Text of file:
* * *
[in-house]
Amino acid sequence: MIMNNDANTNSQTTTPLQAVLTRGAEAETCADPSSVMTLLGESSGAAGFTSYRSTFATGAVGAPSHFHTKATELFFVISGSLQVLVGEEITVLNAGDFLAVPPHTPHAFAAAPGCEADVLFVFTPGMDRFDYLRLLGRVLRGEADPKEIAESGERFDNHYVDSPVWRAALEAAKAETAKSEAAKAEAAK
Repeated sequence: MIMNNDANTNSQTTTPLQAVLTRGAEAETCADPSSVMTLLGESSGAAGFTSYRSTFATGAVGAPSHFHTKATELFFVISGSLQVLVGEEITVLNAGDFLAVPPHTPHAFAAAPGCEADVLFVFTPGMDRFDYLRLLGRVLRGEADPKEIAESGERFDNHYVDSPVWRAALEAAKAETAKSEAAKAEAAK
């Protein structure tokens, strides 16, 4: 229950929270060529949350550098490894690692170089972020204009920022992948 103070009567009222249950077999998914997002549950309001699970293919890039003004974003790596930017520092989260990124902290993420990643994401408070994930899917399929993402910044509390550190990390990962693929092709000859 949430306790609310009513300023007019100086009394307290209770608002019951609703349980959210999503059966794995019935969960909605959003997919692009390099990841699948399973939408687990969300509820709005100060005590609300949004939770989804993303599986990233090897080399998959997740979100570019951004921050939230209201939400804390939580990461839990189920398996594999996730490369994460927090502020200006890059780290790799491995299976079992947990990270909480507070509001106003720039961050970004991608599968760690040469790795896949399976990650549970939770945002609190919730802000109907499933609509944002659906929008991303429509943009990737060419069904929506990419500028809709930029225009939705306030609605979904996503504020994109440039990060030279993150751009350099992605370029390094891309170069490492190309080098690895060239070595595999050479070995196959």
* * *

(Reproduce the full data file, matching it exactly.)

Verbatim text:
[in-house]
Amino acid sequence: MIMNNDANTNSQTTTPLQAVLTRGAEAETCADPSSVMTLLGESSGAAGFTSYRSTFATGAVGAPSHFHTKATELFFVISGSLQVLVGEEITVLNAGDFLAVPPHTPHAFAAAPGCEADVLFVFTPGMDRFDYLRLLGRVLRGEADPKEIAESGERFDNHYVDSPVWRAALEAAKAETAKSEAAKAEAAK
Repeated sequence: MIMNNDANTNSQTTTPLQAVLTRGAEAETCADPSSVMTLLGESSGAAGFTSYRSTFATGAVGAPSHFHTKATELFFVISGSLQVLVGEEITVLNAGDFLAVPPHTPHAFAAAPGCEADVLFVFTPGMDRFDYLRLLGRVLRGEADPKEIAESGERFDNHYVDSPVWRAALEAAKAETAKSEAAKAEAAK
């Protein structure tokens, strides 16, 4: 229950929270060529949350550098490894690692170089972020204009920022992948 103070009567009222249950077999998914997002549950309001699970293919890039003004974003790596930017520092989260990124902290993420990643994401408070994930899917399929993402910044509390550190990390990962693929092709000859 949430306790609310009513300023007019100086009394307290209770608002019951609703349980959210999503059966794995019935969960909605959003997919692009390099990841699948399973939408687990969300509820709005100060005590609300949004939770989804993303599986990233090897080399998959997740979100570019951004921050939230209201939400804390939580990461839990189920398996594999996730490369994460927090502020200006890059780290790799491995299976079992947990990270909480507070509001106003720039961050970004991608599968760690040469790795896949399976990650549970939770945002609190919730802000109907499933609509944002659906929008991303429509943009990737060419069904929506990419500028809709930029225009939705306030609605979904996503504020994109440039990060030279993150751009350099992605370029390094891309170069490492190309080098690895060239070595595999050479070995196959």